Volume 28, Number 1

Drive-Through Absolution

He straddles the on ramp median in trench coat and hard hat, a bottle
of wine poking from a pocket. I catch a glimpse of him, hands raised,

hieratic, before the traffic sucks me in. Can he absolve me
without confession? Can I, retroactively, proffer one up? Forgive me,

for I have sinned, drunk from plastic bottles and discarded them,
knowing full well about the plastic vortex, albatross choked

by toothbrushes, gulls throttled by six pack yokes. I have snuck
grilled chicken and bacon despite clandestine videos of battery

caged hens and pigs with bleeding snouts. I have stereotyped nations
and peoples, albeit in frustration, after classes gone horribly wrong.

I have prostituted my craft for cash—how else can a poet raise a family?—
binged on Netflix when I should have been writing, written when I should

have been listening to my children. I have been indifferent to politics,
pretended not to be home when canvassers knocked, chosen candidates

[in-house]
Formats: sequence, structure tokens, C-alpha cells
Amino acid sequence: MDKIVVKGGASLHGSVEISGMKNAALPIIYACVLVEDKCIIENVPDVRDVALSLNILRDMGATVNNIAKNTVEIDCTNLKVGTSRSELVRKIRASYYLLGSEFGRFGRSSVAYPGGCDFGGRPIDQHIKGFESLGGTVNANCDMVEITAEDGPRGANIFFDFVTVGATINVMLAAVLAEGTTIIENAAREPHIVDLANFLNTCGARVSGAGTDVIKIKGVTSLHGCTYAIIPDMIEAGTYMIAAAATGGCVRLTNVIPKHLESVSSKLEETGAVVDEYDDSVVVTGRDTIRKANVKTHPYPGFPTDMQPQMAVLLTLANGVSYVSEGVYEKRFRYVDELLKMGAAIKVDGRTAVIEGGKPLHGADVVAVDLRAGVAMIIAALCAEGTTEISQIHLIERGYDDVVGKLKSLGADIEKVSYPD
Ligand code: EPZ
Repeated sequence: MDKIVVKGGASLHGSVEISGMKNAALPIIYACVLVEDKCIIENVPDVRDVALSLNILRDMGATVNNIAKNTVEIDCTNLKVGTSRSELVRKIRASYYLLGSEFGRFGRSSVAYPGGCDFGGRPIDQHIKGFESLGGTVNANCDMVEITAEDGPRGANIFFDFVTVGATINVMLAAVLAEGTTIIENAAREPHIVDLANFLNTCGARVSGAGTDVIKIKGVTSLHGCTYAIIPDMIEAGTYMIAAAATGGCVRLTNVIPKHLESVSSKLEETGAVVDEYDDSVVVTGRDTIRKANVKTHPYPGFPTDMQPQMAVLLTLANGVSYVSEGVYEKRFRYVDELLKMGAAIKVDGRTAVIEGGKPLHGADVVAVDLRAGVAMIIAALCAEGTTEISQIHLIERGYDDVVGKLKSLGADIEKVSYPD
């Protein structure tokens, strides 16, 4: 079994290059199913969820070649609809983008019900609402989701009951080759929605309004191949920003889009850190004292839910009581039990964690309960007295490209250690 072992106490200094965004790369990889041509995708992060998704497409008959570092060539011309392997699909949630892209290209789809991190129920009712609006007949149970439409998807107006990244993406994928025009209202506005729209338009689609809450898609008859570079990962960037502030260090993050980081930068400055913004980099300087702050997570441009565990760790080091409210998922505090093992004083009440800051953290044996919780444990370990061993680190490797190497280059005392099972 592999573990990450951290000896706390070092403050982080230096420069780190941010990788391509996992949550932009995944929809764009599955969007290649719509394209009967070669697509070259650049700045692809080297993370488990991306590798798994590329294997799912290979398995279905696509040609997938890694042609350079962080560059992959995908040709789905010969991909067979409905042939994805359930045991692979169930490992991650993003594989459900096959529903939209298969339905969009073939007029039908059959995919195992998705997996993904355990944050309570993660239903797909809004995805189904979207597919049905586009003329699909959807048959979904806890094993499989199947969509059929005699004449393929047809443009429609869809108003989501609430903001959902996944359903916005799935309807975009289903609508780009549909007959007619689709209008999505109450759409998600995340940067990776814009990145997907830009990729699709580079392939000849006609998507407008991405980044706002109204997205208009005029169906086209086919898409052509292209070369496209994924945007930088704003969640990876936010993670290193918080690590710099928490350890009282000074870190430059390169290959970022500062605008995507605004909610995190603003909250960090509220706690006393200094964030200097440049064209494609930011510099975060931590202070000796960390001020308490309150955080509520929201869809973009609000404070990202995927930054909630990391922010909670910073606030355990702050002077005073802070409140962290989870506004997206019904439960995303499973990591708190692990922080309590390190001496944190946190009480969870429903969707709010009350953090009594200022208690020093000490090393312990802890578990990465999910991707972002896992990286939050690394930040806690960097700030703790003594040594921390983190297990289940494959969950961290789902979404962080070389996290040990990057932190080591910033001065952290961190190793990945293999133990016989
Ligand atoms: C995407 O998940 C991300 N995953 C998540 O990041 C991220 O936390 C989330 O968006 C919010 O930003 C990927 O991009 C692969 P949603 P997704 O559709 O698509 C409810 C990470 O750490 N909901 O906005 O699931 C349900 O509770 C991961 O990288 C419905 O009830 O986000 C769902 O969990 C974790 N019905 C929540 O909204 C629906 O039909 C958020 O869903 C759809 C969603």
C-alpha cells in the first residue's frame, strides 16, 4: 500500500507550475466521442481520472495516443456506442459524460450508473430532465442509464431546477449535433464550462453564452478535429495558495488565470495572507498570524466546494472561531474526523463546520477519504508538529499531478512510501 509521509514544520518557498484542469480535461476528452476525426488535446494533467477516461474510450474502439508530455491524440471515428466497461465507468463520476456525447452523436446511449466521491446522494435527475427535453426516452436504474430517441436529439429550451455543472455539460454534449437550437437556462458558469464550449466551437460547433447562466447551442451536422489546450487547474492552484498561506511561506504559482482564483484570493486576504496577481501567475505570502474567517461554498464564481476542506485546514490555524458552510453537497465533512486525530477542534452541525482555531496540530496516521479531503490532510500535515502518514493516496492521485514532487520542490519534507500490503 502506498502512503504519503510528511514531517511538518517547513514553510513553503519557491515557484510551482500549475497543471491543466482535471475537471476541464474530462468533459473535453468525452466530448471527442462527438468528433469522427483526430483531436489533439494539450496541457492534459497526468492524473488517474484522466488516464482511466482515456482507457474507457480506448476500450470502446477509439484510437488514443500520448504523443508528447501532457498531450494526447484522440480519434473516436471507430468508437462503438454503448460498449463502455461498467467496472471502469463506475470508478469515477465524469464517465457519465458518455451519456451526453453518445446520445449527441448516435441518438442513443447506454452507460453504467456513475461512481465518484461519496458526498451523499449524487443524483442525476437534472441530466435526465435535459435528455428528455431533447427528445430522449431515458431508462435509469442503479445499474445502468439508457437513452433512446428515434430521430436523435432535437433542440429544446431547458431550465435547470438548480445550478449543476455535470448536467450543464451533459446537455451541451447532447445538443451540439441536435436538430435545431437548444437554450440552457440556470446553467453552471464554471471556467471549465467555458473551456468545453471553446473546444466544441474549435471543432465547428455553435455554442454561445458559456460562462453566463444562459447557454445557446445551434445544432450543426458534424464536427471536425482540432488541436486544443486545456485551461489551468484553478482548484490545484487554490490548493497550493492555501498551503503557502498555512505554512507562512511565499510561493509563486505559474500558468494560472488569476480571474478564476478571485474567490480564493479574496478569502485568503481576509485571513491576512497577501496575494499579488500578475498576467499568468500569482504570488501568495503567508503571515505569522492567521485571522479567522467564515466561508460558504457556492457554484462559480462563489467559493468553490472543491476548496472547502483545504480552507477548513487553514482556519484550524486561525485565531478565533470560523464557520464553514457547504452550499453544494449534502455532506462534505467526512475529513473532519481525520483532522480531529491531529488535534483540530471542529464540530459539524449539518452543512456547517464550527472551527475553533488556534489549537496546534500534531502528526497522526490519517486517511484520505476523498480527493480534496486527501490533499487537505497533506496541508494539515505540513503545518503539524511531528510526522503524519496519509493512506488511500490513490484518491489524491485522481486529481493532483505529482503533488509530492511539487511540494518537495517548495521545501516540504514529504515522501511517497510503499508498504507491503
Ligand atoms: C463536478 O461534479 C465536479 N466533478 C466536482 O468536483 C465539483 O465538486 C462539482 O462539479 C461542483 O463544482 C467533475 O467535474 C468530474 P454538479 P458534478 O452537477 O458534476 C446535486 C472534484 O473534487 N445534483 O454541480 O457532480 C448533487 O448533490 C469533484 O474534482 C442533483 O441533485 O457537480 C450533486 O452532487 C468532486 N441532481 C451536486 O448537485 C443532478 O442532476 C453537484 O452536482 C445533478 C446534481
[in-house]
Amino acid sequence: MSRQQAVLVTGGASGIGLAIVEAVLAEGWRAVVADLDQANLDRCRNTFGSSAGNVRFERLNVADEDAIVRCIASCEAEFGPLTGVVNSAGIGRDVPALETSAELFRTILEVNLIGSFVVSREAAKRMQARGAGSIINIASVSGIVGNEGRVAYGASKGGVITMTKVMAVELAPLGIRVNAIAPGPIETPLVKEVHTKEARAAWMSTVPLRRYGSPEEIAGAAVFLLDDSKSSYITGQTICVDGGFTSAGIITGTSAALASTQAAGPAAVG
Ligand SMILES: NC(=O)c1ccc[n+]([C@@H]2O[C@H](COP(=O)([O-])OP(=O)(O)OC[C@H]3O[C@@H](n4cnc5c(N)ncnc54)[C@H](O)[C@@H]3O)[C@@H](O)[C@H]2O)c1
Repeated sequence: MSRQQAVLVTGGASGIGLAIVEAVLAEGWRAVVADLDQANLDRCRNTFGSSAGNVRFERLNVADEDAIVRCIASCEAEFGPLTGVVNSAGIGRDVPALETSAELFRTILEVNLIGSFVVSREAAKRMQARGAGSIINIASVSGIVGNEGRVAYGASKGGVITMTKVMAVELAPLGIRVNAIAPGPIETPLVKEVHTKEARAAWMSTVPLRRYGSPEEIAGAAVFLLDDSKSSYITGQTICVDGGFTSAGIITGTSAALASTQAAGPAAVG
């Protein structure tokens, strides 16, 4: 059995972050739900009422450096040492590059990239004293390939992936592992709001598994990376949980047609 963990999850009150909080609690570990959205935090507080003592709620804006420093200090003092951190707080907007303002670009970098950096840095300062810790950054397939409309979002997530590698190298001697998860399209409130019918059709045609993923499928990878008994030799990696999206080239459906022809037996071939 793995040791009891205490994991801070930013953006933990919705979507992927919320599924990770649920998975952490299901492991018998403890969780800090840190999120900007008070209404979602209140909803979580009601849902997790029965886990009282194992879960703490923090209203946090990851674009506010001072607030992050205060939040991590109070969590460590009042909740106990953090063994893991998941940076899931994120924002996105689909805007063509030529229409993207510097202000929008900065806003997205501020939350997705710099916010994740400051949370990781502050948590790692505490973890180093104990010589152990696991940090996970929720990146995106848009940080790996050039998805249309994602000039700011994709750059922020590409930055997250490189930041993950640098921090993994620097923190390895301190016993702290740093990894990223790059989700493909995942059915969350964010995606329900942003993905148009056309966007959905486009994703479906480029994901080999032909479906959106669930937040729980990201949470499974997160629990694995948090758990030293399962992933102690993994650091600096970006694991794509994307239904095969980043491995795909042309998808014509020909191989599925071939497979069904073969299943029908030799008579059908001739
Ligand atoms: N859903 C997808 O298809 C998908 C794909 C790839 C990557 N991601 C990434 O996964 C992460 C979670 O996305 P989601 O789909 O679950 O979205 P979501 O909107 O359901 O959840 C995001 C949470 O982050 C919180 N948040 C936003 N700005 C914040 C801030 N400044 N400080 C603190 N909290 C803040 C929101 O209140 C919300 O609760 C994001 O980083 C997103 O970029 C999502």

at random. I have eschewed organic produce, scoffed at the gluten intolerant.
I have giggled at the words “trigger warning,” refused to claim my cisgender

status. I have taken to drink, stopped exercising, made comments about
death in earshot of my offspring. I have scoffed at vigils and the power

of the grassroots to bring about change. For these transgressions
and for many others, I seek absolution, whatever laying on of hands,

whatever communion. My cynicism is protective, surface scale like the
eyespots of jungle moths. Set me some penance (apart from living

in my flesh the aftermath of this election) and I will complete it, will walk
on my knees up the nearest hill, lay off the sauce until tomorrow.

O, bless me, commission me, send me on my way.

—Devon Balwit